Promoting waste management to Europe

'[By the Maastricht Treaty] Europe decided to become a political union... This also included that regional & local authorities, as the institutional levels closest to the citizens were to become political players at European level... Today [devolution] is a widely acknowledged element of the European integration process.
- EU Committee of the Regions' press Release, 19.11.03 (

'London's future is in the EU'
- Livingstone, in 'London's perspective, the Future of EU Regional Policy', July 2003

London: a region of the EU

The first wave of EU regional government hits England

Since being elected as London Mayor in 2000, Ken Livingstone has followed his own political agenda.

"I've always been pro-Europe. I want to see the end of the nation state, and a United States of Europe" - (reportedly: Livingstone Conquers Europe, Judith Barton's online article for Local Government International Bureau (LGIB), October 2000)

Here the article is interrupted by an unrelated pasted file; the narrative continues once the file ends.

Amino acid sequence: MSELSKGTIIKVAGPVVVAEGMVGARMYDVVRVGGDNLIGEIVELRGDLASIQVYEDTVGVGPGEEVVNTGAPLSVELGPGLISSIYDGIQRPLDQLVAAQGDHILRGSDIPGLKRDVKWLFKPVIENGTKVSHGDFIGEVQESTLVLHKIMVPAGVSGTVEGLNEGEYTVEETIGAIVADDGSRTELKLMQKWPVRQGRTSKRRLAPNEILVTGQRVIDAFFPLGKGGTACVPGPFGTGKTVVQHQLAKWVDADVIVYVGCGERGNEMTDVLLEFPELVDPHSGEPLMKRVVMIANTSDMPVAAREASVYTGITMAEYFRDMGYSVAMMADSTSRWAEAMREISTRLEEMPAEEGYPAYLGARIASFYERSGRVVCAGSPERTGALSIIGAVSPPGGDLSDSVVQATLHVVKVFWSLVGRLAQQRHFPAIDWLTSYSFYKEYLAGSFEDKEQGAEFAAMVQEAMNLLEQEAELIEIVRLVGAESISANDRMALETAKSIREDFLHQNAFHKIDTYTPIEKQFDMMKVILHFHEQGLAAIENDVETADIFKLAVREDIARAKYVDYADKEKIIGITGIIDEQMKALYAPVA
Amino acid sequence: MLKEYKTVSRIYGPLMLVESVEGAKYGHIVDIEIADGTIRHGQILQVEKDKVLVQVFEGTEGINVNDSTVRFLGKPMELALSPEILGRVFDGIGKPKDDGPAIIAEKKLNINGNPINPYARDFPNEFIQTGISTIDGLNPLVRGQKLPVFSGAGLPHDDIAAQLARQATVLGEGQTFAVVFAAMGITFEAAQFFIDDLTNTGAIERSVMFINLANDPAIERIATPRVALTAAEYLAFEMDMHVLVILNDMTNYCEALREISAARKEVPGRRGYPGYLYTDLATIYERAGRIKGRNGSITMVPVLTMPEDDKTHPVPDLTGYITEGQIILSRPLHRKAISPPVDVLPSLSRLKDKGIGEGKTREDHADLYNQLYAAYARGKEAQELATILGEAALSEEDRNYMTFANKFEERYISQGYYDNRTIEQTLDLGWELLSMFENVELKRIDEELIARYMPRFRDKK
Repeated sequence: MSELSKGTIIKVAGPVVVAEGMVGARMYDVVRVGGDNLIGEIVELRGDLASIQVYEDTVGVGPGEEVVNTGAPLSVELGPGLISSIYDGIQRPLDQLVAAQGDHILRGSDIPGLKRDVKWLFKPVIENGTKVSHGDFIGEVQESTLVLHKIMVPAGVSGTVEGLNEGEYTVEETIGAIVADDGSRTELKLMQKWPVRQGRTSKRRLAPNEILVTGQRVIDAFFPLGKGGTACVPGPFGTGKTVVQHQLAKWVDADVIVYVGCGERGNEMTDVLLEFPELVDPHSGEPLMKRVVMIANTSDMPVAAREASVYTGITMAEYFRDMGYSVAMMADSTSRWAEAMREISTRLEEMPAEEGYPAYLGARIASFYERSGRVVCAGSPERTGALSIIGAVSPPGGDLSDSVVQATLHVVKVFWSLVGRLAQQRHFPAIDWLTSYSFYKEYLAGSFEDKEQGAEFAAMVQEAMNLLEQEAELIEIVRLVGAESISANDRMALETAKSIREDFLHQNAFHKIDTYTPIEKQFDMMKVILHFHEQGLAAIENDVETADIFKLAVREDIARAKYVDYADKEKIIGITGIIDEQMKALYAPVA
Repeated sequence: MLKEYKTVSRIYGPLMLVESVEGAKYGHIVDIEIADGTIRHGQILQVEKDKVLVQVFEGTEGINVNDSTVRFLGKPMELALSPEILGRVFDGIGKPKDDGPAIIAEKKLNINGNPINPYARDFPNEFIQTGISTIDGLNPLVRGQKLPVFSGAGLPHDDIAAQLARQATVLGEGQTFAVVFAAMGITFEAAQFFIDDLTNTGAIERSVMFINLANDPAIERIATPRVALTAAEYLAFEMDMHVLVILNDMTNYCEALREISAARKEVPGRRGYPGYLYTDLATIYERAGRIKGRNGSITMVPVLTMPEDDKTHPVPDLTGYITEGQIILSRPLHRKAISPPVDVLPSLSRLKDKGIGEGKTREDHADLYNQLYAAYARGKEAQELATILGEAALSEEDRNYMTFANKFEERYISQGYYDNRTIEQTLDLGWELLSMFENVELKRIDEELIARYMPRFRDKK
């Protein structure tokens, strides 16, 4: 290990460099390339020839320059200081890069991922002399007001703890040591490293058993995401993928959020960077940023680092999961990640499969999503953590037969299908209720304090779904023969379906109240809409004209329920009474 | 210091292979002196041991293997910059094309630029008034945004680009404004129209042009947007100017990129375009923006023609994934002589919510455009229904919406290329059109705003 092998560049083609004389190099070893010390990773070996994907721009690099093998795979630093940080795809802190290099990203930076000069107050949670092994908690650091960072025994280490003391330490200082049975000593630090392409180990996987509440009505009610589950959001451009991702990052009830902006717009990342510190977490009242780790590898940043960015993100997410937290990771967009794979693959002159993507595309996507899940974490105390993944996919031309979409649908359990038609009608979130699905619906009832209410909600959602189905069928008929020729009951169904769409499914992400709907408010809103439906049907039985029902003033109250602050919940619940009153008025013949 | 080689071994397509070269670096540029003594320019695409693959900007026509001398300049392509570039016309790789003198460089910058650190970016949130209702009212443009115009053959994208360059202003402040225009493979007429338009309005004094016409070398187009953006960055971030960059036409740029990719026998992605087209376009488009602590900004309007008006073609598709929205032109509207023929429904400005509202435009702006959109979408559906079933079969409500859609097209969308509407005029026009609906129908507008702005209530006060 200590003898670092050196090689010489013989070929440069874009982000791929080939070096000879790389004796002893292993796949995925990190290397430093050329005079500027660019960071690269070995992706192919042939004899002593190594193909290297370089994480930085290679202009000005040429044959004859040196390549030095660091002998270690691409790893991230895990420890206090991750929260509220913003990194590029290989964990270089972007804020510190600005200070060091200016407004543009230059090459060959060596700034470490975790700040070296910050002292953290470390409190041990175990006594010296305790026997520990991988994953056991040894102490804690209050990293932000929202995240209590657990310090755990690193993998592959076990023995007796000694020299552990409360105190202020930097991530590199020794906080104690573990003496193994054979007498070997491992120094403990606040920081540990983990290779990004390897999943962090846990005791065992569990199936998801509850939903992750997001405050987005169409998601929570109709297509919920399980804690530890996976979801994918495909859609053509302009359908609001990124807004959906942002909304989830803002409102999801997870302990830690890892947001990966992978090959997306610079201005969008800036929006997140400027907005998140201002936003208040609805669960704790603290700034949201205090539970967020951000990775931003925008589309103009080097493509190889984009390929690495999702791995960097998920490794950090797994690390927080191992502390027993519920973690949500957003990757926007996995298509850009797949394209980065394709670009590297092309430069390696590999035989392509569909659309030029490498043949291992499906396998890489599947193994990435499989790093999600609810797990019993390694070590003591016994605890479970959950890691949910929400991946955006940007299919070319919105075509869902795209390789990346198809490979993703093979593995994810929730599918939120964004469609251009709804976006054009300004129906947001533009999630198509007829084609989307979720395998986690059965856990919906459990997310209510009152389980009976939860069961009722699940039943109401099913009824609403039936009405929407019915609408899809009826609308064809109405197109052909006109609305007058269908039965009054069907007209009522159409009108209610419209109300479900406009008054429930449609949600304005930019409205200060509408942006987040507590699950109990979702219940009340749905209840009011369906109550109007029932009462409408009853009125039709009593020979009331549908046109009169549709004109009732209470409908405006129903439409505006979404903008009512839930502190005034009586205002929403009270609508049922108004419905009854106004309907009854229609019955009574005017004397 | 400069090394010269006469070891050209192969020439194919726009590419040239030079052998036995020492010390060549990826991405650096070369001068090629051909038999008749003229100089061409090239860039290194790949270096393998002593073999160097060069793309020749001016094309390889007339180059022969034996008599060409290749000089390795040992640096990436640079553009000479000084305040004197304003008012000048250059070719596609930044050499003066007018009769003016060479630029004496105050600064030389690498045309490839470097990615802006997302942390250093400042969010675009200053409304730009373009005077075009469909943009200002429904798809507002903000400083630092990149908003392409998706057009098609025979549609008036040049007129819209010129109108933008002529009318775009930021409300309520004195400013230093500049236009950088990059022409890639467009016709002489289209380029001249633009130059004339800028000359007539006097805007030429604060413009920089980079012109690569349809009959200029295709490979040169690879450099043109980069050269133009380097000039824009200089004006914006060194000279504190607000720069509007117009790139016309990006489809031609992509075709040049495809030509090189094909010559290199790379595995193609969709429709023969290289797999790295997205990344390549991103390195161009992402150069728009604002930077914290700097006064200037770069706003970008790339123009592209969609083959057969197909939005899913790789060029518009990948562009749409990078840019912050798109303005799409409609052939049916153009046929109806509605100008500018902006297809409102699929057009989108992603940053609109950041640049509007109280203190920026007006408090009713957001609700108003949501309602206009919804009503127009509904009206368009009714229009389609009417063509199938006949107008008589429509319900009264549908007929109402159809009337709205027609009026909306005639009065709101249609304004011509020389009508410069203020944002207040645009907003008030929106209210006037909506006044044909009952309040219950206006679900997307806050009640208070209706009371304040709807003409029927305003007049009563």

He launched the 'London In Europe' campaign - part of 'Britain in Europe' - on 20.11.00, and has since been its Chair.

He had said he would argue long and hard for British entry to the Single Currency and that part of the Mayor's role would be to persuade voters of the benefits of the Euro (Times, 14.3.00).

Immediately after being elected, he was promoting regional government: "I hope that Tony Blair does for the rest of the country what he has done for London" (Evening Standard, 5.5.00).

Beneath regional government in the EU scheme of things is 'sub-regional government'. A check on the EU's map ('NUTS3') reveals it is already divided into 5 "sub-regions"! Coincidentally, Livingstone wants London's 32 existing boroughs merged into 5.

His colleague Len Duval (Chair of London Labour & London In Europe Council member) pushed for a GLA-(i.e. taxpayer-) paid study into the structure of local government, and on 15.10.03, a majority on the Greater London Assembly voted for it.